The water in the rivers, particularly the upper Lot and Cologne, was very low and clear and the fish were extremely spooky, commented Bourcq. Our game plan was to fish 20-foot-long leaders ending with an 8X tippet. To keep from spooking the trout and grayling, much of our teams stream fishing was done while on their hands and knees. The kids literally crawled up the stream. The plan worked through four sessions.
As luck would have it in this case bad luck Team USA members only caught four fish during the fifth session. A Czech team member caught a fish during the final five minutes, which allowed them to edge the USA and win the gold medal. Team USA earned the silver medal.
We were getting better every session, and just by the luck of the draw, we got very tough beats during the final session, noted Bourcq during a telephone interview.
We drew tough, pressured water on very difficult beats.
Eighteen-year-old Austen Randecker, a graduate of Central Mountain High School, finished in third place in the individual standings and took home a bronze medal. He also won the 2012 US Nationals, which were held June 22-23, in Cherokee, N.C. During the 2011 Nationals held in central Pennsylvania he finished tenth. Randecker will enter Penn State this fall to major in chemical engineering.
Austen fished like a champion, commented coach Bourcq. He possesses a tremendous skill set and ability and he never needed to be watched. I knew that he would stick to our game plan and do well.
Cody Burgdorff, who placed eighth, caught the largest fish of any USA anglers a 20-inch European grayling. Burgdorff, who hails from Lafayette, Colo., also won the America Cup Loch Tournament, which was held June 17, near Avon, Colo. Robbie Wirth, from Moraga, Calif., finished at No. 10 and was the third USA angler to place in the top ten in the individual standings.
Seventeen-year-old Noah Thompson, from Austin, Texas, placed 25th. This was Thompsons third world competition. He placed eighth when Team USA won the gold medal last year in Italy and distinguished himself in 2010, when at age 15, he was the youngest angler to ever win an individual medal in world competition. It was also the first medal ever earned by a Team USA member.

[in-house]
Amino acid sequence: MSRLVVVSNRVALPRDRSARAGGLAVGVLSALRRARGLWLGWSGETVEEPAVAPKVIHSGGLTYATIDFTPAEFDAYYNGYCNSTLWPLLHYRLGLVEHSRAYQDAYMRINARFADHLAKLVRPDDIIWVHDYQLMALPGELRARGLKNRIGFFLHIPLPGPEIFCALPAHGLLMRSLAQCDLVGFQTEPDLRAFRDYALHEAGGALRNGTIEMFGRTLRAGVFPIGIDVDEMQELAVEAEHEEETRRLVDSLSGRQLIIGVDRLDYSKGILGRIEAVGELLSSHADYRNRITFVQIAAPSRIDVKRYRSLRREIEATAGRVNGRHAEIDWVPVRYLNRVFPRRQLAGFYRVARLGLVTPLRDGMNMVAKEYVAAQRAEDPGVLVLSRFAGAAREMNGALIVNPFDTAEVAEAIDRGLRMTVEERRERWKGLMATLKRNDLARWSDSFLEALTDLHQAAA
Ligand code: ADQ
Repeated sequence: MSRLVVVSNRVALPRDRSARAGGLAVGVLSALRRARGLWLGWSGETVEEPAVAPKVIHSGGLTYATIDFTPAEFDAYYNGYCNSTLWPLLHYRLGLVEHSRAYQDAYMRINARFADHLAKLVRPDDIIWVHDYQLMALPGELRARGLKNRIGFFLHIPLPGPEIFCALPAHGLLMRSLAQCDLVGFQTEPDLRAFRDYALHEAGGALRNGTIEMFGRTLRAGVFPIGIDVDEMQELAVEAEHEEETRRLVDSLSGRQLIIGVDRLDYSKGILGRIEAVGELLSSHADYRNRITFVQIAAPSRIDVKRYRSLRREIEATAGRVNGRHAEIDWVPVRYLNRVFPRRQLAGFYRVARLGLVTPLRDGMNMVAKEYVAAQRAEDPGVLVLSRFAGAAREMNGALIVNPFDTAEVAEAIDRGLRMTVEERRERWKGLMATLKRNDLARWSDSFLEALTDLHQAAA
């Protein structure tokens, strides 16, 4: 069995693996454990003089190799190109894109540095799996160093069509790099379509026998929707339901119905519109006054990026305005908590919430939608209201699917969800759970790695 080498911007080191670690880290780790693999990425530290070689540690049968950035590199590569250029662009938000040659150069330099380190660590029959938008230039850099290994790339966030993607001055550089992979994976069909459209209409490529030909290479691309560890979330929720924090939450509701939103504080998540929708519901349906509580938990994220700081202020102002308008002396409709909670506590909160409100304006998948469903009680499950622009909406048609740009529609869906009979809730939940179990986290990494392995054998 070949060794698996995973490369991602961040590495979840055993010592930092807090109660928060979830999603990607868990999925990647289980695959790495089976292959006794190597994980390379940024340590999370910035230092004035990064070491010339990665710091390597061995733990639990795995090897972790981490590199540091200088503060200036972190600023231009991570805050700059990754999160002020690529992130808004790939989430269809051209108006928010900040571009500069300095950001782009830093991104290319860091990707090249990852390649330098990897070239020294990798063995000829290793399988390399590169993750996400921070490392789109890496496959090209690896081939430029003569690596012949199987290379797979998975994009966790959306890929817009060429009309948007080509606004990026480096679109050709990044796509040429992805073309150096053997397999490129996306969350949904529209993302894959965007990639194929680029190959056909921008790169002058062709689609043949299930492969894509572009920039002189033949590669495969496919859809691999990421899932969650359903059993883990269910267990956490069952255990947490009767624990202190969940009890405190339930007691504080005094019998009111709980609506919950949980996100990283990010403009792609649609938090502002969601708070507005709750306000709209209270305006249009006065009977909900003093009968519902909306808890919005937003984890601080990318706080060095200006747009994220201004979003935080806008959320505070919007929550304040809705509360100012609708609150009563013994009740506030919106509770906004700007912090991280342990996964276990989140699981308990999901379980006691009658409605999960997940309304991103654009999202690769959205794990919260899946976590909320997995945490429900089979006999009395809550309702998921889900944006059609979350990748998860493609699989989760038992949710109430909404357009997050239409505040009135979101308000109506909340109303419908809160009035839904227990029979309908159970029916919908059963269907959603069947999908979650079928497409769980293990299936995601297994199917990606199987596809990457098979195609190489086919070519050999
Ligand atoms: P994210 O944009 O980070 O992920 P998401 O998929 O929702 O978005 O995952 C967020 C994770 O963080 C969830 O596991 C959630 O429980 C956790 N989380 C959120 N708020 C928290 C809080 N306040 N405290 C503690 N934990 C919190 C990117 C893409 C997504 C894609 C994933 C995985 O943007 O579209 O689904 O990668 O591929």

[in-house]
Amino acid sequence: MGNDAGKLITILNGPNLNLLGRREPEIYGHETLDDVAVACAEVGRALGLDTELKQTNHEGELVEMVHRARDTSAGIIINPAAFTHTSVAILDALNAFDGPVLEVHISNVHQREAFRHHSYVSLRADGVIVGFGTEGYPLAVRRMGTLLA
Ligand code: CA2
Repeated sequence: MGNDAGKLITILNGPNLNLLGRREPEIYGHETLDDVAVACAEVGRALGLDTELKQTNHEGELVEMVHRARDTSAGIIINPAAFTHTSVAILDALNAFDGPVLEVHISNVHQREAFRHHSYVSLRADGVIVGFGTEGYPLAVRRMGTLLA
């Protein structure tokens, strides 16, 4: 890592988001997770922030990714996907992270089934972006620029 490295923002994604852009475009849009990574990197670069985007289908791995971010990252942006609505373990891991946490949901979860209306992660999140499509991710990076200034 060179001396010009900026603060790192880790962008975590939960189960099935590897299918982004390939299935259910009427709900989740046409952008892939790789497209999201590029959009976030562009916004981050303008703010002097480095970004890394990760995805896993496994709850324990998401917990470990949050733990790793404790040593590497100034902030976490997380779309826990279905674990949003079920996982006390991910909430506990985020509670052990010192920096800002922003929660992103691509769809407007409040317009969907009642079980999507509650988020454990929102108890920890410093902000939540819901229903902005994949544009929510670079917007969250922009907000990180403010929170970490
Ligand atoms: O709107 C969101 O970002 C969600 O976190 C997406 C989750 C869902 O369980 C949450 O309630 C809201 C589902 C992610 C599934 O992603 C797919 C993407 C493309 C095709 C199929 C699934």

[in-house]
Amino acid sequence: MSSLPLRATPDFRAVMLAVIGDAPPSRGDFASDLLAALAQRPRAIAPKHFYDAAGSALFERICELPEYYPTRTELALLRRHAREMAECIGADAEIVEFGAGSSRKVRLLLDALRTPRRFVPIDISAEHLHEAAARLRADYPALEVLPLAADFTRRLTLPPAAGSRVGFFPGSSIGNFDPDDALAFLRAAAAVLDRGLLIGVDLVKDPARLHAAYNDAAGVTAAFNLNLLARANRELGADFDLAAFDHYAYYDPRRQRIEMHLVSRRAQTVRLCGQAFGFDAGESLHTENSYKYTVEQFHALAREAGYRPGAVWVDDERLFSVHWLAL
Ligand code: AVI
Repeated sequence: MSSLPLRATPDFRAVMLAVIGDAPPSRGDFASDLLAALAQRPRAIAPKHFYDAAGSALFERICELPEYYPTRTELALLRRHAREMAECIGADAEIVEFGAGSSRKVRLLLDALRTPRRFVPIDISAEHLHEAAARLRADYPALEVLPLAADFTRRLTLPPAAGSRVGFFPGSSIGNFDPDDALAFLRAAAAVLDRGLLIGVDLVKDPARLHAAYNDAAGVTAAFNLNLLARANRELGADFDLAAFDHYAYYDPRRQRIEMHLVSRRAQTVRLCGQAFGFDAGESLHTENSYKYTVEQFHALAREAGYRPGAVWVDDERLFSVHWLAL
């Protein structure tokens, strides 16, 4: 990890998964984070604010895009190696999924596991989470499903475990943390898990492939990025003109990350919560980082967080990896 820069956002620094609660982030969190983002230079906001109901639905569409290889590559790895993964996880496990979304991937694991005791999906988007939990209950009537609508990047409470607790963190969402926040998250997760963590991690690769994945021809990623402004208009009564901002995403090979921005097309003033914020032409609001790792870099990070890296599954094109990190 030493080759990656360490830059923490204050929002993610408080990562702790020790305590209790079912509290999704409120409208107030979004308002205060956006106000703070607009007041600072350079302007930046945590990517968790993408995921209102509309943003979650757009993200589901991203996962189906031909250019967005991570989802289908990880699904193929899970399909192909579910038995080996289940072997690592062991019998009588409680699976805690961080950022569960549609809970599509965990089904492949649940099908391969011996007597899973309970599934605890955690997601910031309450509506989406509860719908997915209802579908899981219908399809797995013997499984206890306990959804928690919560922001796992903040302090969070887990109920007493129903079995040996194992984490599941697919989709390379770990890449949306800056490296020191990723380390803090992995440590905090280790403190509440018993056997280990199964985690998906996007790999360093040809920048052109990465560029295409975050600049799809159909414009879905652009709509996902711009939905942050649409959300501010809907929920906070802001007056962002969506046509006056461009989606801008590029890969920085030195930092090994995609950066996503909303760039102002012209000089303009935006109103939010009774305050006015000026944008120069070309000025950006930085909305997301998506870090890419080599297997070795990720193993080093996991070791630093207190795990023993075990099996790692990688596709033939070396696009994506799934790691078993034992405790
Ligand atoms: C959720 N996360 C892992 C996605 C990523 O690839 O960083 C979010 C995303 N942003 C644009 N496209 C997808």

Aston Boone, who placed third in the 2011 US Nationals and 11th in the 2011 World Championships, caught only 16 fish this year and finished out of the top 25.
Aston blanked a session, but had the motivation to come back strong, coach Bourcq said. His work ethic is very high a real team player. Even though he didnt finish in the top 25, his contribution was very instrumental in the team winning a medal.
According to Bourcq, although Indian Valley High School graduate Owen Welch did not fish, he provided a valuable contribution by watching other teams and relaying reconinformation back to the team.
Medal-winning performances the past three years individual silver and two bronze medals, as well as a team gold medal in 2011 and a silver team medal this year have certainly proven that Team USA has come of age and is producing results.
In 2007, John Wilson (Team USA coach at the time) commented that it was tough for our youths to go up against teens from England, France and the Czech Republic where they live and competitive fly fish from a very young age.
It was tough, but team organization and a plan that starts youths earlier have given Team USA members the skills and experience to compete on a world stage. Aston Boone, Noah Thompson and Hunter Hoffler hope to be back next year to help bring yet another medal home for the USA. I wish the team continued success.
Mark Nale, who lives in the Bald Eagle Valley, is a member of the PA Outdoor Writers Association. He can be reached at MarkAngler@aol.com.